The business cycle

A business cycle is the regular swings in economic activity, measured by original GDP, that occur in most economies, varying from boom conditions to recession when total national output declines. It is close to impossible for economic growth to be achieved at a steady, constant rate, rather economies grow at different rates over time, and this is when business cycle is built.

There are four stages of a business cycle which defines each form of economic ups and downs.

  1. Boom: Boom is a period in which there is a fast economic growth with an increase in the incomes and profits. However, with economic growth comes a major downfall. Due to the increase in demand for goods and services, and the less amount of labor, force available in the market leads to increase in wages and of course, introduces inflation within the economy. Due to inflation, the government or central bank increases interest rates to reduce inflationary pressure. Boom may be a favorable situation for many stakeholders, but it does not last for a long time. Along with increased demands and wages, boom attracts inflation towards it.
  2. Downturn or recession: The effect of falling demand and higher interest rates commences in this stage. The growing economy goes down either rapidly or slowly. The real gross domestic product as known as the GDP growth slows down and may or may not commence to fall. This process is known as recession. Incomes and consumer demand fall and profits are much reduced. Recession is not at all welcomed by any organization, especially not employees. Since the demand is falling no more employees would be needed, which is why they are fired and the rate of unemployment starts to increase. Some firms will record losses and some businesses would find it tough to survive.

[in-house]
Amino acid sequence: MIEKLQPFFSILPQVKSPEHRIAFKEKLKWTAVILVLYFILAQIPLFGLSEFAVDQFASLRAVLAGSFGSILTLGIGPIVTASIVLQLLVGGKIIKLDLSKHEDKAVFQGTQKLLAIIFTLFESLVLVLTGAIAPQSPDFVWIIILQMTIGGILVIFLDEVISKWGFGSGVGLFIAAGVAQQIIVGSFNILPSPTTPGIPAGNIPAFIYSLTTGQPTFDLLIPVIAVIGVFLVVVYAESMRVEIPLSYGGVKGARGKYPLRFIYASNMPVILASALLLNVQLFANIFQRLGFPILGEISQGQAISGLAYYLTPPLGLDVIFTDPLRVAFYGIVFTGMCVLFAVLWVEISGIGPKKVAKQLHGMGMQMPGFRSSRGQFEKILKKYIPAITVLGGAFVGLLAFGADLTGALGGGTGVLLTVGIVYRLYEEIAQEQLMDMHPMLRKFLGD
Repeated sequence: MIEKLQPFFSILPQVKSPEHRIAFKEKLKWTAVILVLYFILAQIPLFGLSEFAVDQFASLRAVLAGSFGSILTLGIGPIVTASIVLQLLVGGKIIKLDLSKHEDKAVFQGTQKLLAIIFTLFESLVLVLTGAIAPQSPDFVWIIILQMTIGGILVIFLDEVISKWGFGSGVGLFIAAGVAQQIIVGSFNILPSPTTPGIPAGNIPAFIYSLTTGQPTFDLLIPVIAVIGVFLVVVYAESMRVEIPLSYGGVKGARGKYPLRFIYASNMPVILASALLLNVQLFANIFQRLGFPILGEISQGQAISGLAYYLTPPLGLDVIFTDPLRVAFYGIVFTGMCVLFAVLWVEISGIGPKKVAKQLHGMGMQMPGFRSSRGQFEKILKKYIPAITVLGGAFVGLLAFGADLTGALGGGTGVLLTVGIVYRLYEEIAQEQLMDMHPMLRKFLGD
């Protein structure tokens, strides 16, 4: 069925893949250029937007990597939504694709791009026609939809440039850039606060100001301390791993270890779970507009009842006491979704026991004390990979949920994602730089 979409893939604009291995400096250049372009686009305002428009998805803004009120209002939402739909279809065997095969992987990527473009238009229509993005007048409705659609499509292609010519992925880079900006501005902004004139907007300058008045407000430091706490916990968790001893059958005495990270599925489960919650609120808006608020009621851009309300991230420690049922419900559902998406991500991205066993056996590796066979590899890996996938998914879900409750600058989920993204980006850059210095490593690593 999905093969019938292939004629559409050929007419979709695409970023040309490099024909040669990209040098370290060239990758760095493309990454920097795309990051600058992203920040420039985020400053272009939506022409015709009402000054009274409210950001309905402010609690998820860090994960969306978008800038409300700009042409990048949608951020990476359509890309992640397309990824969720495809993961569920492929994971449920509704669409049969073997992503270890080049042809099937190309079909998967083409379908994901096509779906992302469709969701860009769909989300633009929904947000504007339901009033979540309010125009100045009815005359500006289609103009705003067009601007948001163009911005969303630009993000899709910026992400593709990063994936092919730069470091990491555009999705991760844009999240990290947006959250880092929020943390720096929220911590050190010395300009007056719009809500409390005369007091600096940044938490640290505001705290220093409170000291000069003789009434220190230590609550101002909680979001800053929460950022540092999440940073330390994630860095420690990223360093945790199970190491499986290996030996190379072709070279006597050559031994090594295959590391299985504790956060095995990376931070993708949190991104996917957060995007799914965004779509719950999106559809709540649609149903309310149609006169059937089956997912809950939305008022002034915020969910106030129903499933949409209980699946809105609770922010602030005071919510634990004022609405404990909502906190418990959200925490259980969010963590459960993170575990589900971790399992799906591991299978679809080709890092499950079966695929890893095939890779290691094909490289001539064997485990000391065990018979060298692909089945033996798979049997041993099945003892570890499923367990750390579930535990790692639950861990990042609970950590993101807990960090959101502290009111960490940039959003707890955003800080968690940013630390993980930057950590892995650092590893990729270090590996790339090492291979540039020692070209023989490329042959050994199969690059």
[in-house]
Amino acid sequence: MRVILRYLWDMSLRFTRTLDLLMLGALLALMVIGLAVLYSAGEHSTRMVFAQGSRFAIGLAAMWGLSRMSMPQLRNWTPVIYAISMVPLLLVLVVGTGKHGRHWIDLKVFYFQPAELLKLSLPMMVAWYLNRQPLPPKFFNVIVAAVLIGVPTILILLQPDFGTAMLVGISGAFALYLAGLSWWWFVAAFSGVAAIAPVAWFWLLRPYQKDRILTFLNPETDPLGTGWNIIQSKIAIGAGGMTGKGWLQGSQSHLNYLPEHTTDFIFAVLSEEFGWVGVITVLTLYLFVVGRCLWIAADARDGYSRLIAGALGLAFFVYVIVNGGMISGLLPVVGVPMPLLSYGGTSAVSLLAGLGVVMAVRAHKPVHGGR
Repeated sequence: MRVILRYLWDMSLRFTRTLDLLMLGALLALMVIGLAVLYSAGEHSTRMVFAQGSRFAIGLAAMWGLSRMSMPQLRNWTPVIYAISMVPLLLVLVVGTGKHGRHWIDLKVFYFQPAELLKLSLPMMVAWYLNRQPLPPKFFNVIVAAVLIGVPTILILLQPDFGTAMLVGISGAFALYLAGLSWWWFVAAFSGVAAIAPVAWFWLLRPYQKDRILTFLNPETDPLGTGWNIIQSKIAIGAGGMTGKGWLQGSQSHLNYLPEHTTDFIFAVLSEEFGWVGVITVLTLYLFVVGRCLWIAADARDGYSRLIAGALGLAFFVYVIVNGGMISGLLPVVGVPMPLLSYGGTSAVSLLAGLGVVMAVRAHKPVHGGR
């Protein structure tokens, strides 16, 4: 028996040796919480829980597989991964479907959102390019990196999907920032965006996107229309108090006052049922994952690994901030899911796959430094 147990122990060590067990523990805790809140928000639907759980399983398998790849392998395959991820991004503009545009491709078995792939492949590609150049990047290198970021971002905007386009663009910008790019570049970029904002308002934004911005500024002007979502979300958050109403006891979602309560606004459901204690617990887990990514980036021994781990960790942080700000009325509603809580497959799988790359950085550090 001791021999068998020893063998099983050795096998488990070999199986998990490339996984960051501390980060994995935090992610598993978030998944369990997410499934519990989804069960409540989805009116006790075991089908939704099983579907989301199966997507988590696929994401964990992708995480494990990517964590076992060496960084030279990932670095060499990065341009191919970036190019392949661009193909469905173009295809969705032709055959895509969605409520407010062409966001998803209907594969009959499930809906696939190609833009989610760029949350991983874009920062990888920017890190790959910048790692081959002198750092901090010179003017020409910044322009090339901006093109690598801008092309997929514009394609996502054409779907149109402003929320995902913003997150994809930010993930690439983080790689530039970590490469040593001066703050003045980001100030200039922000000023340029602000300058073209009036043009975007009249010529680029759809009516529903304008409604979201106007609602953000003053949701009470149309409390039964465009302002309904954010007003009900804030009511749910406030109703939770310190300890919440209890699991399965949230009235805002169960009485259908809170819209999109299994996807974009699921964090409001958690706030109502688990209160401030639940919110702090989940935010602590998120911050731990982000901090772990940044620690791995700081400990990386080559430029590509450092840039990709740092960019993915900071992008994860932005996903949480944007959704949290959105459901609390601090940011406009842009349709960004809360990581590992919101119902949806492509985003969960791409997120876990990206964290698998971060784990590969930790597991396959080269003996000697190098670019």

3. Slump: No government or firm would like to go through the stage of slump. It is a serious and long downturn or recession can lead to a slump where the real gross domestic product or GDP decreases drastically and the prices of plots and assets decrease alongside. This situation occurs when the government fails to take accurate economic action to resist further dramatic slump situations. Unlike with the great world slump of the 1920s most governments took the necessary action to halt the 2009 recession becoming a major slump.
  4. Recovery and growth: Not all recessions mostly last forever; there is eventually a recovery when real gross domestic product starts to accelerate.

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